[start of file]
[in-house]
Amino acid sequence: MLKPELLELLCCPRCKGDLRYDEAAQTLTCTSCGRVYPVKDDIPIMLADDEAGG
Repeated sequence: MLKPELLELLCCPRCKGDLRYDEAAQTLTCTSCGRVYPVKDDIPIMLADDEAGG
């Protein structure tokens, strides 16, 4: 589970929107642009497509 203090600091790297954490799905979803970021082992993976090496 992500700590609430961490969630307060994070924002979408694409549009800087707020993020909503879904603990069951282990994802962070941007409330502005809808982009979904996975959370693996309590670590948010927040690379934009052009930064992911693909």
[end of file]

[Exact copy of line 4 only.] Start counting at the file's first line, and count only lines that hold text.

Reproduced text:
């Protein structure tokens, strides 16, 4: 589970929107642009497509 203090600091790297954490799905979803970021082992993976090496 992500700590609430961490969630307060994070924002979408694409549009800087707020993020909503879904603990069951282990994802962070941007409330502005809808982009979904996975959370693996309590670590948010927040690379934009052009930064992911693909």